Henri Matisse: The Cut-Outs, a much-praised exhibit at the Museum of Modern Art scheduled to close next week, is the latest noteworthy project of curator Jodi Hauptman ’86, who also has helped MoMA showcase works by Georges Seurat and Odilon Redon in recent years. The Matisse exhibition was organized by Karl Buchberg, senior conservator at MoMA, and Hauptman, along with assistant curator Samantha Friedman.
The exhibition and a companion publication, co-authored by Hauptman, explore Matisse’s materials and methods, and how the cut-outs, created late in the artist’s life, fit into the broader context of his career. In a New York Times interview last June, Hauptman debunked one commonly held belief about Matisse’s choice of medium: “It was always thought that he was too frail to paint and hence turned to cut-outs, but we believe cut-outs allowed him to answer questions about color and drawing, bringing them together.”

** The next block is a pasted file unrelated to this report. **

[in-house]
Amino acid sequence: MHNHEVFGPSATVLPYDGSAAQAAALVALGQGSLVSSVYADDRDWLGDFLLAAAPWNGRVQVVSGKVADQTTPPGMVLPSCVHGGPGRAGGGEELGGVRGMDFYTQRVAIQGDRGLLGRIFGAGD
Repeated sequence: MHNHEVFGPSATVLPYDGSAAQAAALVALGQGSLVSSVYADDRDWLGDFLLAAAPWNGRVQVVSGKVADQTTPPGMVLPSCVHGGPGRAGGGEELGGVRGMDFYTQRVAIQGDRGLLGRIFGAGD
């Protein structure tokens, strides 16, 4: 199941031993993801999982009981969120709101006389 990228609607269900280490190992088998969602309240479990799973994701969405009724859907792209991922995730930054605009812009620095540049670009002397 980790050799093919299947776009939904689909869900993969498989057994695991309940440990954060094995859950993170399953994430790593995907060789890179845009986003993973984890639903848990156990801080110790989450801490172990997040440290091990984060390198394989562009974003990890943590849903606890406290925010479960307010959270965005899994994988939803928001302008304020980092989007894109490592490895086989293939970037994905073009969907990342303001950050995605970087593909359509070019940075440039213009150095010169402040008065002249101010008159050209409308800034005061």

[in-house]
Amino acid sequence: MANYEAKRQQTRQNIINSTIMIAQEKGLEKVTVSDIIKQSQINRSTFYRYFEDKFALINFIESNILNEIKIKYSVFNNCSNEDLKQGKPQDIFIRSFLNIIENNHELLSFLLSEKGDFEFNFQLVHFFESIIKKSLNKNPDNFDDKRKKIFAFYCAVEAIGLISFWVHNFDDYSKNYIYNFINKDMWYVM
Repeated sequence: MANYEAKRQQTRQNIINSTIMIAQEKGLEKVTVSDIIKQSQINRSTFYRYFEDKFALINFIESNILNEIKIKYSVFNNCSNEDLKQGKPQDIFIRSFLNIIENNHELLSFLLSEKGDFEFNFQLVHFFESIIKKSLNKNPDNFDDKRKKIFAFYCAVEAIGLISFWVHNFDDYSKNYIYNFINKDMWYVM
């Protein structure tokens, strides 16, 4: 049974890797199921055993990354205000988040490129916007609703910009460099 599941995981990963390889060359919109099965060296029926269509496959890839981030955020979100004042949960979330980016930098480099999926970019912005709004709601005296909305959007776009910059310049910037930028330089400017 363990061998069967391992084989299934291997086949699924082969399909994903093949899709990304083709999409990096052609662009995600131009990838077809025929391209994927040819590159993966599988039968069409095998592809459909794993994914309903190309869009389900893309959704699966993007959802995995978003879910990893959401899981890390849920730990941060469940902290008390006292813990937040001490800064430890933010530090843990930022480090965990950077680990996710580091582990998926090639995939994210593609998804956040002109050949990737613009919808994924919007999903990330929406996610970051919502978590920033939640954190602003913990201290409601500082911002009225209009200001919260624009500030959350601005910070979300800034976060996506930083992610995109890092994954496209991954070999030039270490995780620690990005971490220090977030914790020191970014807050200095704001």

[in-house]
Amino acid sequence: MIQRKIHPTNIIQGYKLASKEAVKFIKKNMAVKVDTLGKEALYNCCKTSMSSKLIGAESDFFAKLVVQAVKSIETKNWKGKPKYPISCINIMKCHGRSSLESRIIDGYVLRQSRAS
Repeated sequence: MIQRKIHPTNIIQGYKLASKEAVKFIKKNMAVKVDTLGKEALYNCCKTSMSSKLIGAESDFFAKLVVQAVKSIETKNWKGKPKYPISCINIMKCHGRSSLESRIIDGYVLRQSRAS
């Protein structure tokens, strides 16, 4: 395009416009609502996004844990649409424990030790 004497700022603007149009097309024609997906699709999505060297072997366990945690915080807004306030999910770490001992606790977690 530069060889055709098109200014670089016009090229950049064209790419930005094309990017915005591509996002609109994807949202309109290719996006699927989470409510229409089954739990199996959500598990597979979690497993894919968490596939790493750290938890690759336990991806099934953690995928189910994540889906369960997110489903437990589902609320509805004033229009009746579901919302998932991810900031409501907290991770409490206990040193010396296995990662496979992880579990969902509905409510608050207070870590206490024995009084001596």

While The Cut-Outs earned critical acclaim and a healthy stream of visitors, it also broke new ground in the art world when it kicked off a film series of exhibitions, screened at movie theaters around the country.
Hauptman, who majored in the Woodrow Wilson School at Princeton, studied art history at Yale, earning her Ph.D. She joined MoMA in 2002 and was promoted to senior curator in the department of drawings and prints last year.